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Homes for Native Nations

Comparison of different native groups focuses on shelters.

  • Grade 2
    Grade 3
    Grade 4
  • 30 to 60 minutes
  • Directions

    1. Define the word native. Have students name and list all the native nations, in the US or another, that they have heard about. Confirm and expand this list by researching the first peoples who first lived in the country where they live. Make maps and notes with Crayola® Colored Pencils.
    2. In small groups, students choose four nations from the list. Study the homes in which these people lived. How did their homes look? Of what were they were built? At what time of year were they lived in? Were these homes permanent or temporary? Where were they placed in relation to the landscape or to each other? How large (or small) were they? Students record their findings.
    3. Find out what people and/or animals lived inside these native homes. Explain what is meant by family. Does this include grandparents, aunts and uncles, or cousins? Or did only one gender or one age live together?
    4. Divide a large piece of construction paper into four sections, one on top of another. With Crayola Crayons, illustrate four different native shelters using the information students found about each group. Label each section with the preferred name of the native group.
    5. What is the same about these four shelters? What is different? What influences may have caused these differences? Students compare the shelters they drew with those completed by other groups.
  • Standards

    LA: Ask and answer questions to demonstrate understanding of a text, referring explicitly to the text as the basis for the answers.

    LA: Use information gained from illustrations (e.g., maps, photographs) and the words in a text to demonstrate understanding of the text.

    LA: Read and comprehend informational texts, including history/social studies, science, and technical texts, in the grade level text complexity band proficiently, with scaffolding as needed at the high end of the range.

    LA: Write informative/explanatory texts to examine a topic and convey ideas and information clearly.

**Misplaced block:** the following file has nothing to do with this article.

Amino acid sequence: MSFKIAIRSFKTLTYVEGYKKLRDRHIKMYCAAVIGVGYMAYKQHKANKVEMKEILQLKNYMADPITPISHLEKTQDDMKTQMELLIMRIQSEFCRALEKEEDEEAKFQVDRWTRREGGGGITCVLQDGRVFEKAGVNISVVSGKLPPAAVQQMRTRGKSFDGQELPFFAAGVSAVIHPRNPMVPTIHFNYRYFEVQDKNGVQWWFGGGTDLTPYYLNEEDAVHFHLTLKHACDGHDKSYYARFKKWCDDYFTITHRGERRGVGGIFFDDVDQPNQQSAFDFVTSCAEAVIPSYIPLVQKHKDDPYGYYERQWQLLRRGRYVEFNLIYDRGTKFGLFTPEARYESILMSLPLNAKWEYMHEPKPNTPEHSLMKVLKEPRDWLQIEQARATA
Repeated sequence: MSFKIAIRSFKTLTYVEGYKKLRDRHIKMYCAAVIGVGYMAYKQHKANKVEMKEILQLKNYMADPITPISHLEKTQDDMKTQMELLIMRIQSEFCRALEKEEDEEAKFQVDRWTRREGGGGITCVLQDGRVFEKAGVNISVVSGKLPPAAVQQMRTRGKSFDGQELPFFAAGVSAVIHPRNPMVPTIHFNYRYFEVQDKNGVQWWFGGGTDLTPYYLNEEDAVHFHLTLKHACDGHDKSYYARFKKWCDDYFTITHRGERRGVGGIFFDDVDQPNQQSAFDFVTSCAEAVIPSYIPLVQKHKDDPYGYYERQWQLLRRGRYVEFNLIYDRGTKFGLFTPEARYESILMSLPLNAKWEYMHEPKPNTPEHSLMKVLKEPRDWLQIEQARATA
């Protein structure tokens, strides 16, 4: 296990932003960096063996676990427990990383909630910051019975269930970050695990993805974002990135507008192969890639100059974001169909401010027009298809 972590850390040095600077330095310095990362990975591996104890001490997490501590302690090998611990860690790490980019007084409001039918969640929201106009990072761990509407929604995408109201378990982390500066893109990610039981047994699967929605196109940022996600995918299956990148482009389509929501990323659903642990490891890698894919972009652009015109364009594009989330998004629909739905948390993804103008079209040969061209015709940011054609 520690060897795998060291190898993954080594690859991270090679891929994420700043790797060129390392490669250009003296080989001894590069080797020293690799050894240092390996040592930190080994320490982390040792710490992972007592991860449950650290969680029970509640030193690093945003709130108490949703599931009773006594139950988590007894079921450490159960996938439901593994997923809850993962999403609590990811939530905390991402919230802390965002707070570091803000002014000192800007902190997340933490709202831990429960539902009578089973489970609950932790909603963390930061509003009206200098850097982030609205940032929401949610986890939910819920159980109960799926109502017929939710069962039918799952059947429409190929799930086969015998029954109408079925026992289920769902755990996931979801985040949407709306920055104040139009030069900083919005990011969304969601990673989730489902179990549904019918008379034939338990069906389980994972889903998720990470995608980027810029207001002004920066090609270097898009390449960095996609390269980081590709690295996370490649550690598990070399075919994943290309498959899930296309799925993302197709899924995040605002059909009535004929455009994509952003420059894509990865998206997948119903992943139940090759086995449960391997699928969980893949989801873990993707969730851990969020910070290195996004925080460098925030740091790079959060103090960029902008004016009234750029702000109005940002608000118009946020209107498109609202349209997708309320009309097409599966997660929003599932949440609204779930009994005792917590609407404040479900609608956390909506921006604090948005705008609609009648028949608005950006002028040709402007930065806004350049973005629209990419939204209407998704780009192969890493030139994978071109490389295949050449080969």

LA: Report on a topic or text, tell a story, or recount an experience in an organized manner, using appropriate facts and relevant, descriptive details to support main ideas or themes; speak clearly at an understandable pace.

    SS: Explore and describe similarities and differences in the ways groups, societies, and cultures address similar human needs and concerns.

    SS: Compare ways in which people from different cultures think about and deal with their physical environment and social conditions.

    SS: Use appropriate resources, data sources, and geographic tools to generate, manipulate, and interpret information.

    SS: Examine the interaction of human beings and their physical environment, the use of land, building of cities, and ecosystem changes in selected locales and regions.

    VA: Use visual structures of art to communicate ideas.

    VA: Select and use subject matter, symbols, and ideas to communicate meaning.

    VA: Identify specific works of art as belonging to particular cultures, times, and places.

  • Adaptations

    Possible classroom resources include: Houses and Homes by Ann Morris; A Life Like Mine: How Children Live Around the World by DK Publishing

    Working in small groups, students research various native groups in their home country or another country. Students can use Crayola Model Magic, as well as recycled materials, to create a 3-D representation of the homes of a native culture.

    Compare and contrast other attributes of native nations such as foods, farming, clothing, festivals, languages, migration patterns, or music and dance. Students organize their research into an electronic format for presentation to classmates.


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  • Change.
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